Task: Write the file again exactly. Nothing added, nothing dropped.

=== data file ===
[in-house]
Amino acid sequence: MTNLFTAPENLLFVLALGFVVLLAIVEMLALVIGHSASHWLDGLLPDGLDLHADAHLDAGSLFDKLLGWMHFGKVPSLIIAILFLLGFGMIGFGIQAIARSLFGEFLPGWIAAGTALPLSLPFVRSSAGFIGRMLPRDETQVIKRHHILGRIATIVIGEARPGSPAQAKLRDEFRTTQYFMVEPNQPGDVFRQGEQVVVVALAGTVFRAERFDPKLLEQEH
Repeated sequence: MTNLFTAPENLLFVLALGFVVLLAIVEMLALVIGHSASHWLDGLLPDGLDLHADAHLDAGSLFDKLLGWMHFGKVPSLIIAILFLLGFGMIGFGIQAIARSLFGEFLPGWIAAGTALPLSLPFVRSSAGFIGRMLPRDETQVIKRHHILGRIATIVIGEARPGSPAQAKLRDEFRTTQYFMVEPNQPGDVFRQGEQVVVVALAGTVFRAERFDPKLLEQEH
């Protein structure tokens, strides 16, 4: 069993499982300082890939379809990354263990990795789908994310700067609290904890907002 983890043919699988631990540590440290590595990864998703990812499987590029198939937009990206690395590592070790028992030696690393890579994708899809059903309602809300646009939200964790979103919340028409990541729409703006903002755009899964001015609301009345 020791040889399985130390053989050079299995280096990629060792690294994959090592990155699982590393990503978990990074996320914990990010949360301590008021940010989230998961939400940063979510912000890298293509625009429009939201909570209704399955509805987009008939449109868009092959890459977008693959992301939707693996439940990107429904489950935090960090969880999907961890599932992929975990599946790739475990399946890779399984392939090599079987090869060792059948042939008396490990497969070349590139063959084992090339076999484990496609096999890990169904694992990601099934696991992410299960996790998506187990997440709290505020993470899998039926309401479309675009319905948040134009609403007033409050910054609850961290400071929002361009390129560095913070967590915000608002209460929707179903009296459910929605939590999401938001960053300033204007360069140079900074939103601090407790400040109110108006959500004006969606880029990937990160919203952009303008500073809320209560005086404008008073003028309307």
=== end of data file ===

[in-house]
Amino acid sequence: MTNLFTAPENLLFVLALGFVVLLAIVEMLALVIGHSASHWLDGLLPDGLDLHADAHLDAGSLFDKLLGWMHFGKVPSLIIAILFLLGFGMIGFGIQAIARSLFGEFLPGWIAAGTALPLSLPFVRSSAGFIGRMLPRDETQVIKRHHILGRIATIVIGEARPGSPAQAKLRDEFRTTQYFMVEPNQPGDVFRQGEQVVVVALAGTVFRAERFDPKLLEQEH
Repeated sequence: MTNLFTAPENLLFVLALGFVVLLAIVEMLALVIGHSASHWLDGLLPDGLDLHADAHLDAGSLFDKLLGWMHFGKVPSLIIAILFLLGFGMIGFGIQAIARSLFGEFLPGWIAAGTALPLSLPFVRSSAGFIGRMLPRDETQVIKRHHILGRIATIVIGEARPGSPAQAKLRDEFRTTQYFMVEPNQPGDVFRQGEQVVVVALAGTVFRAERFDPKLLEQEH
């Protein structure tokens, strides 16, 4: 069993499982300082890939379809990354263990990795789908994310700067609290904890907002 983890043919699988631990540590440290590595990864998703990812499987590029198939937009990206690395590592070790028992030696690393890579994708899809059903309602809300646009939200964790979103919340028409990541729409703006903002755009899964001015609301009345 020791040889399985130390053989050079299995280096990629060792690294994959090592990155699982590393990503978990990074996320914990990010949360301590008021940010989230998961939400940063979510912000890298293509625009429009939201909570209704399955509805987009008939449109868009092959890459977008693959992301939707693996439940990107429904489950935090960090969880999907961890599932992929975990599946790739475990399946890779399984392939090599079987090869060792059948042939008396490990497969070349590139063959084992090339076999484990496609096999890990169904694992990601099934696991992410299960996790998506187990997440709290505020993470899998039926309401479309675009319905948040134009609403007033409050910054609850961290400071929002361009390129560095913070967590915000608002209460929707179903009296459910929605939590999401938001960053300033204007360069140079900074939103601090407790400040109110108006959500004006969606880029990937990160919203952009303008500073809320209560005086404008008073003028309307």